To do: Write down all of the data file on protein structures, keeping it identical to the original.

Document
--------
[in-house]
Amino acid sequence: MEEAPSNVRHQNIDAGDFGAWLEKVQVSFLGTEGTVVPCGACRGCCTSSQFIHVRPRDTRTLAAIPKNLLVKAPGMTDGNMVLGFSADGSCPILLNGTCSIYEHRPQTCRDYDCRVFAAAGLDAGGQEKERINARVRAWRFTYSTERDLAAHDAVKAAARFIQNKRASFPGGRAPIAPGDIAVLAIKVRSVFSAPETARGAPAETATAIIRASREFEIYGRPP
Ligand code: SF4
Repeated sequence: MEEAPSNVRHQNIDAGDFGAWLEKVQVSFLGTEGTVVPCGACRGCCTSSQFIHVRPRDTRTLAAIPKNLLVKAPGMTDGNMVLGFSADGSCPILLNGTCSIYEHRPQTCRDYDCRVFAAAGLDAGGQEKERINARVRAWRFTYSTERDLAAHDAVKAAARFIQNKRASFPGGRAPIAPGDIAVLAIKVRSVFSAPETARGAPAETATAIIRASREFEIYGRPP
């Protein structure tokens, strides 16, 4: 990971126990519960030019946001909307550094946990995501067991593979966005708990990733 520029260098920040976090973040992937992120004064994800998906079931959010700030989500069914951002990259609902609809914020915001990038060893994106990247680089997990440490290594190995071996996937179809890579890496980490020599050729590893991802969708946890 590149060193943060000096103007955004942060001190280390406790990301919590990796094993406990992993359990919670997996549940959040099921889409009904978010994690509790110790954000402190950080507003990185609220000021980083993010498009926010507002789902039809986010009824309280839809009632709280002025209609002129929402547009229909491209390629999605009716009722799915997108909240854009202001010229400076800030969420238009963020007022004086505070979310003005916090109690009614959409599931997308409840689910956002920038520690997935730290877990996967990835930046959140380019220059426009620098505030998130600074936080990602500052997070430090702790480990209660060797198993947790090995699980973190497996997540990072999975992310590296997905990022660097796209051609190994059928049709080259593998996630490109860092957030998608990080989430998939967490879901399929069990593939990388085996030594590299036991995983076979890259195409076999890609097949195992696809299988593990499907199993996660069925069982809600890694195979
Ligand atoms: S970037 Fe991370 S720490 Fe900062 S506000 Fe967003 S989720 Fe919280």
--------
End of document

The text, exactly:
[in-house]
Amino acid sequence: MEEAPSNVRHQNIDAGDFGAWLEKVQVSFLGTEGTVVPCGACRGCCTSSQFIHVRPRDTRTLAAIPKNLLVKAPGMTDGNMVLGFSADGSCPILLNGTCSIYEHRPQTCRDYDCRVFAAAGLDAGGQEKERINARVRAWRFTYSTERDLAAHDAVKAAARFIQNKRASFPGGRAPIAPGDIAVLAIKVRSVFSAPETARGAPAETATAIIRASREFEIYGRPP
Ligand code: SF4
Repeated sequence: MEEAPSNVRHQNIDAGDFGAWLEKVQVSFLGTEGTVVPCGACRGCCTSSQFIHVRPRDTRTLAAIPKNLLVKAPGMTDGNMVLGFSADGSCPILLNGTCSIYEHRPQTCRDYDCRVFAAAGLDAGGQEKERINARVRAWRFTYSTERDLAAHDAVKAAARFIQNKRASFPGGRAPIAPGDIAVLAIKVRSVFSAPETARGAPAETATAIIRASREFEIYGRPP
């Protein structure tokens, strides 16, 4: 990971126990519960030019946001909307550094946990995501067991593979966005708990990733 520029260098920040976090973040992937992120004064994800998906079931959010700030989500069914951002990259609902609809914020915001990038060893994106990247680089997990440490290594190995071996996937179809890579890496980490020599050729590893991802969708946890 590149060193943060000096103007955004942060001190280390406790990301919590990796094993406990992993359990919670997996549940959040099921889409009904978010994690509790110790954000402190950080507003990185609220000021980083993010498009926010507002789902039809986010009824309280839809009632709280002025209609002129929402547009229909491209390629999605009716009722799915997108909240854009202001010229400076800030969420238009963020007022004086505070979310003005916090109690009614959409599931997308409840689910956002920038520690997935730290877990996967990835930046959140380019220059426009620098505030998130600074936080990602500052997070430090702790480990209660060797198993947790090995699980973190497996997540990072999975992310590296997905990022660097796209051609190994059928049709080259593998996630490109860092957030998608990080989430998939967490879901399929069990593939990388085996030594590299036991995983076979890259195409076999890609097949195992696809299988593990499907199993996660069925069982809600890694195979
Ligand atoms: S970037 Fe991370 S720490 Fe900062 S506000 Fe967003 S989720 Fe919280």